You'll be surprised at how thoughts like these can motivate you sometimes. I for one never entertained the notion of being in my 20s. But this time around, I did, and as usual, it scared me. So this year, I have tried my best to eat healthy meals (cutting down on instant noodles and junk food... I tried anyway) and doing some exercises at home. This week I also started something I knew I should have done a long time ago- I signed up for a gym membership.


Yes, it's one of those things that may seem like a premium that you don't need, and it is true that sometimes you really don't need a gym membership. I found a gym that has excellent facilities- tons of different classes, a pool, and a rock climbing wall. Stepping inside, I felt comfortable immediately, and I knew that I would feel a lot more motivated to work out here. And so, instead of telling myself how expensive the membership is, or that I can workout at home, I signed up. Why? Because I felt the need to really take full control of my body.

And mind you, it's been great. I have been going to the gym quite regularly, and today was perhaps one of the most rewarding days. I tried yoga for the first time in my life. I can see why yoga is so popular; it made me stretch muscles I didn't know I have and definitely don't know how to stretch even if I did. It made me realise how much further I can go if I work hard and am persistent. There was definitely a relaxing factor in yoga that would make me want to go back for more. You are simply in the studio and can forget about the external world, and it feels amazing.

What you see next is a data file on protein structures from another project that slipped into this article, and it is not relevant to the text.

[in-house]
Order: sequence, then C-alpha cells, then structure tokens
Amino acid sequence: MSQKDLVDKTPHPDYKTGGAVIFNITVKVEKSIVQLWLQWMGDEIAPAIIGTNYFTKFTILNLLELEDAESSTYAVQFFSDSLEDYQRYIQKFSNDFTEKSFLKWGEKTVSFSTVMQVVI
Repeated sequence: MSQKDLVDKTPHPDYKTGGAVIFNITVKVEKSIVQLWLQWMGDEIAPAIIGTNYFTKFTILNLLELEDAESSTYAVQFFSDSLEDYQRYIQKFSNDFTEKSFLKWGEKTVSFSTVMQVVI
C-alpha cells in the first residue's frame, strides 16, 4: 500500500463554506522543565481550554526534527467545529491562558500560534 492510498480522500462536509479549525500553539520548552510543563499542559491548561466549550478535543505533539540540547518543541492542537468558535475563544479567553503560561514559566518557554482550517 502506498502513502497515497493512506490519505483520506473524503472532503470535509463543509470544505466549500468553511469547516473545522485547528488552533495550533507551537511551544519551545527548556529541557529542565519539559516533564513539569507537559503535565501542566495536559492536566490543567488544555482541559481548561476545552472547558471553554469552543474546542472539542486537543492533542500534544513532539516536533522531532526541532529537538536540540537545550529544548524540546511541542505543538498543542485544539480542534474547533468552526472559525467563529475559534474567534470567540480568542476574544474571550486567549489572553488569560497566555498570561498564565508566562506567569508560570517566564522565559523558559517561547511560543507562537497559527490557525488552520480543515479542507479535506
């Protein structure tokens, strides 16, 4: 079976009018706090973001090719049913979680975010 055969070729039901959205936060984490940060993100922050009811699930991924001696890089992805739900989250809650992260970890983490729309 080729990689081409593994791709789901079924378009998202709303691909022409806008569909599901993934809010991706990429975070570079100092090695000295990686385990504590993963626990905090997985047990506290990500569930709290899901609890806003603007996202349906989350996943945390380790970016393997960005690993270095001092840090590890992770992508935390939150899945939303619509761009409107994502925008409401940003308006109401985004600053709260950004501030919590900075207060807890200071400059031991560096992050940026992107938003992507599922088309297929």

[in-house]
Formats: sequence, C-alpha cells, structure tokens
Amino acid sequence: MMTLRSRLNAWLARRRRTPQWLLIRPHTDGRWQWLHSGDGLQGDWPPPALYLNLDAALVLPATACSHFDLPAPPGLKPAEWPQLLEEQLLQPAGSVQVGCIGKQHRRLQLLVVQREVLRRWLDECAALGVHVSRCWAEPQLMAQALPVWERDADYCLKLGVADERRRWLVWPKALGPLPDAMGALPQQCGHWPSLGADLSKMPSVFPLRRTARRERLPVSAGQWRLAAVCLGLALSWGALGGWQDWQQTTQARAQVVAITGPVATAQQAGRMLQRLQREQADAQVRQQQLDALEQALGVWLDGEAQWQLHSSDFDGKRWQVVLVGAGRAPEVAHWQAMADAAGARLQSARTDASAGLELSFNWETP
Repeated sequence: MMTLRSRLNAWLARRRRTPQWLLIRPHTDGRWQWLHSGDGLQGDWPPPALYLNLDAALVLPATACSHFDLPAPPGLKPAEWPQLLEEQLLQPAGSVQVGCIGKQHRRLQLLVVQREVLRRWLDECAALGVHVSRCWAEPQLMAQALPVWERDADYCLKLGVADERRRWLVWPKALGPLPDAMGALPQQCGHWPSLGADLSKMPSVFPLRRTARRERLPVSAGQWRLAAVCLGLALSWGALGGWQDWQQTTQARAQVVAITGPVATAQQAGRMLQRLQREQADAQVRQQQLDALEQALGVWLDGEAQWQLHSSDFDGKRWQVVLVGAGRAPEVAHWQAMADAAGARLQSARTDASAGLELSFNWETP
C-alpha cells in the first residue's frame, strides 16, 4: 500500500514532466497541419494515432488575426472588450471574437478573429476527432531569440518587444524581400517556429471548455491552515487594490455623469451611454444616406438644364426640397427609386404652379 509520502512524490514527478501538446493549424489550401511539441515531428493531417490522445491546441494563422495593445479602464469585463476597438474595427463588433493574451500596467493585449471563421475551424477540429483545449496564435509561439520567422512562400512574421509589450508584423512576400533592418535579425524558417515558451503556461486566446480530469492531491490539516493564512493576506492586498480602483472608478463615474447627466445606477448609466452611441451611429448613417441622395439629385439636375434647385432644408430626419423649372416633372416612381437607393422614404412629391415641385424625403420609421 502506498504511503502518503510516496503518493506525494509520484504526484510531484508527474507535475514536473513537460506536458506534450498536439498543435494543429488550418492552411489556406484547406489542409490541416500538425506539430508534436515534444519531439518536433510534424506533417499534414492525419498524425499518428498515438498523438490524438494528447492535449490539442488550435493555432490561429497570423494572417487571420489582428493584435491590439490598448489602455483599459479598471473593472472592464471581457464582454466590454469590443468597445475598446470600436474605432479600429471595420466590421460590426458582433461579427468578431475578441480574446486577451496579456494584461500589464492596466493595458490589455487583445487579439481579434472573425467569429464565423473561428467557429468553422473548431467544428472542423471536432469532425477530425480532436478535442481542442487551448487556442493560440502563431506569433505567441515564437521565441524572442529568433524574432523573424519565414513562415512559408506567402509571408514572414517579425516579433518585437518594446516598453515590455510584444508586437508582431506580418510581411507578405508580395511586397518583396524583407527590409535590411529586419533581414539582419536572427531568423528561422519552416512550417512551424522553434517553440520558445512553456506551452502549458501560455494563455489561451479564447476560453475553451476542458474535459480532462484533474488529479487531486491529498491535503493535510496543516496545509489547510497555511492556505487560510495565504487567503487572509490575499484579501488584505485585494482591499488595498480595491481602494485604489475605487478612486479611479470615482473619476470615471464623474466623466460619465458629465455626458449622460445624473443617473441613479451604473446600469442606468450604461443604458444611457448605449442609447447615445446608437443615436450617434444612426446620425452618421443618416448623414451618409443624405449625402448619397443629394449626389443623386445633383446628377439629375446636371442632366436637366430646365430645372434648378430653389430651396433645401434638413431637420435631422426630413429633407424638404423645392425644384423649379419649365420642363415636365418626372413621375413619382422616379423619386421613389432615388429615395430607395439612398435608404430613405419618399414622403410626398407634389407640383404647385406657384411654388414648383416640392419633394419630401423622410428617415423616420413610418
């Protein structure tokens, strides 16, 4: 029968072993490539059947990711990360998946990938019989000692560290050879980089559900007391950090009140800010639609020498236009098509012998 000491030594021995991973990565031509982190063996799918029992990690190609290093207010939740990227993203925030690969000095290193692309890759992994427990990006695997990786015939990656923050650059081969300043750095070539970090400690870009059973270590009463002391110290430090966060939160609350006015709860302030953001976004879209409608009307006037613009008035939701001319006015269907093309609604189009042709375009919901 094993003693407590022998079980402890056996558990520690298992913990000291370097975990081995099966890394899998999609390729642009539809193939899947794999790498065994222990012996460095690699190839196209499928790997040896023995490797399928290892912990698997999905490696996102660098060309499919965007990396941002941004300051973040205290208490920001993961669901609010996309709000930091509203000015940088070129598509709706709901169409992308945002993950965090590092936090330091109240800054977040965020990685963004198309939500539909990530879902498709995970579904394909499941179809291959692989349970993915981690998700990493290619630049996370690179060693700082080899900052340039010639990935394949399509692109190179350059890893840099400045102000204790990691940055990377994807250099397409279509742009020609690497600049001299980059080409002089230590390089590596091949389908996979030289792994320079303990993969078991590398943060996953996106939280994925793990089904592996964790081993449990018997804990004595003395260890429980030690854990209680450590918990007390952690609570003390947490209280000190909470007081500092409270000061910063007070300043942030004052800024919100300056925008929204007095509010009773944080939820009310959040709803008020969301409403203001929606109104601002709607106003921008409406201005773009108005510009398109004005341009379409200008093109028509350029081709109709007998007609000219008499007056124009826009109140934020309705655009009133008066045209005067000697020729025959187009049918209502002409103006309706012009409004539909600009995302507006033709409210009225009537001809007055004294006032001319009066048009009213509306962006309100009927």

Then there's the rock climbing. Those of you who know me well would know that I'm afraid of heights. But I figured, why not? I'm trying to be more adventurous anyway. So I went through the safety briefing and then started climbing (with supervision of course). After explaining how things work, the instructor told me to climb halfway up. When I did, I asked what next. He said let go.